Perhaps they wonder about us, suspecting there’s a catch. A secret, something we’re hiding. How else could it have happened?
Christians are 2.3 billion strong. In sheer numbers, Christianity is ahead of the four other major world religions—Islam, Hinduism, Buddhism, and Judaism. In fact, there are fewer than 15 million Jewish people worldwide despite having a 2,000 year head start on Christians. Not to mention a political advantage.
Did I just say “political?”
Yes, politics mattered even in the first century A.D.—and the hurt was on Christians. Here’s why. Jesus is born into a world where Caesar has declared himself God. You worship Caesar or else. Not so for Jewish people---they have a special deal exempting them from emperor worship. That fact alone gives the Pharisees a big boost in power—essentially, they decide who is and isn’t a Jew.
But the Pharisees are already important. They’ve studied Scripture, and Jews want to know their faith. Jewish life centers around worship, which means the local synagogue is important. Moreover, the Pharisees have the power to put you out of the synagogue.
Stop and imagine how you’d feel if church doors were closed to you. There'd be no worship, no communion, no church dinners, no Christian friends.
It’s a big deal---the Pharisees are powerful.
Some of the Pharisees are holy men like Nicodemus, Joseph of Arimathea, and Gamaliel. But many are not. Jesus calls them “blind guides,” serpents, vipers, hypocrites. (Matthew 23:16, 33, 13)
And the Pharisees fight back.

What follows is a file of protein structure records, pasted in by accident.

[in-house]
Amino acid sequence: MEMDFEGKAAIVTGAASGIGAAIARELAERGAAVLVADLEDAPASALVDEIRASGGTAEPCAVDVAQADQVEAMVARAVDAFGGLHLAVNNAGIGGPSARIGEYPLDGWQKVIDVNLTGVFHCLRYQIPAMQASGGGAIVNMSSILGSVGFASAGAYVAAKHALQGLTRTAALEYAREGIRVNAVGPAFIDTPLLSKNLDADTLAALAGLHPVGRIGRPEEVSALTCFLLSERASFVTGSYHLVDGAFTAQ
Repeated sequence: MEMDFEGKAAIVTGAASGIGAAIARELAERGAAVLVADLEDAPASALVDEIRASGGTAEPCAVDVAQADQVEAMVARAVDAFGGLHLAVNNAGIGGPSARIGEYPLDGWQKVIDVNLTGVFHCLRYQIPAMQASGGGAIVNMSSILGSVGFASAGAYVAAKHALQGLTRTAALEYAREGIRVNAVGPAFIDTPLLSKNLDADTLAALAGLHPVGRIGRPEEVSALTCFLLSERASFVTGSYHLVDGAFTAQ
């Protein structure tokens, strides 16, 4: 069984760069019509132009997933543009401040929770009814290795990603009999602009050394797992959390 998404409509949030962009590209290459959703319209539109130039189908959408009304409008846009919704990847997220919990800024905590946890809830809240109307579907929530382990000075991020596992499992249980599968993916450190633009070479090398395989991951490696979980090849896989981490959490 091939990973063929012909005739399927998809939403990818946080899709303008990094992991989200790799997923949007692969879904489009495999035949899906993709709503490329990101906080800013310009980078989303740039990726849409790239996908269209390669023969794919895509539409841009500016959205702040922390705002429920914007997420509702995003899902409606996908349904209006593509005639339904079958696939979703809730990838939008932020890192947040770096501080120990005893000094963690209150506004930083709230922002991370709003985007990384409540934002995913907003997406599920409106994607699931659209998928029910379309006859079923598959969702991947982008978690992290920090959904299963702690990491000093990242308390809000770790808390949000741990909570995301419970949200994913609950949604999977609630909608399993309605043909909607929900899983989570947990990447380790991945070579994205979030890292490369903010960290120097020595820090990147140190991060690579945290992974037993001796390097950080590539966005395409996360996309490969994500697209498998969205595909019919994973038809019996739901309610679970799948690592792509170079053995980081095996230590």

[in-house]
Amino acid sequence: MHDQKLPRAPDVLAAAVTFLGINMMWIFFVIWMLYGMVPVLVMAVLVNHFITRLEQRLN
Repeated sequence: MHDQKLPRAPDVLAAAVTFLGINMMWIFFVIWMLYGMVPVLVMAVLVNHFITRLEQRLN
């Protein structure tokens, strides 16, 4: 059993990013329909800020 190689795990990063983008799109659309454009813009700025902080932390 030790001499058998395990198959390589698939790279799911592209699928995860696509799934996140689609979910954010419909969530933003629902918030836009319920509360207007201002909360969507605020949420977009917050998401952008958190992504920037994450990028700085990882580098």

The name “sinner” seems harmless today—we’re all sinners. But a first century Jew would have never associated with one so immoral as to be labeled a “sinner.” So when the Pharisees call Jesus a “sinner,” they’re warning Jews to beware. Taking part in anything to do with Jesus could get you ousted from the faith. And Jesus says this: “They will put you out of the synagogues…” (John 16:2)
So Jesus knew he’d started a dangerous war, forcing those around him to choose. Consider this blind man’s predicament:
One day, probably sitting by the road begging, a blind man finds himself being discussed. Men stand around him, and the next thing you know, the blind man feels gentle hands placing mud in his eyes. Jesus then tells the man to go and wash his eyes. The man does so and quickly returns, able to see.
Those who’d known the healed man take him to the Pharisees, and the Pharisees want to know what Jesus did to him. By now, Jesus is already at war with them.
“He put clay on my eyes,” the man says, “and I washed, and I see.”
The Pharisees then fight amongst themselves, some calling Jesus a sinner for healing on the Sabbath while others insist that a sinner can’t do miracles.
The hardhearted of the Pharisees send for his parents to prove the man was never blind.
“He’s our son,” the parents say, indicating that he was born blind, but they want no part in the dispute. They don’t want to get kicked out of the synagogue.
So the religious leaders turn again to the healed man. “Give God the praise; we know [Jesus] is a sinner.”
But the healed man won’t agree, and the Pharisees again ask what Jesus did.
“I told you,” the man answers, “and you did not listen. Why do you want to hear it again? Do you too want to become his disciples?”
Utt-oh. The roadside beggar has just taken on very powerful men. And he’s not done. “Why this is a marvel! He opened my eyes…if this man wasn’t from God he could do nothing.”
Enraged, the Pharisees say, “You were born in utter sin!”
By “utter sin” they mean he was born blind. See the problem? The man is no longer blind. Unwittingly, the Pharisees have just admitted to the miracle. Even so, they throw him out of the synagogue. (John 9:1-34)
What those Pharisees didn’t understand is the same thing unbelievers can’t comprehend today—a Living Light has come into the world. Once you know Christ you’ll always stand with him.
That’s the secret to the 2.3 billion Christians worldwide: Jesus.
Go and share him. May the blind see.
Copyright © 2019 R.A. Mathews. The Rev. Mathews is an attorney, faith columnist, and the author of “Reaching to God.” She may be reached at letters@RAMathews.com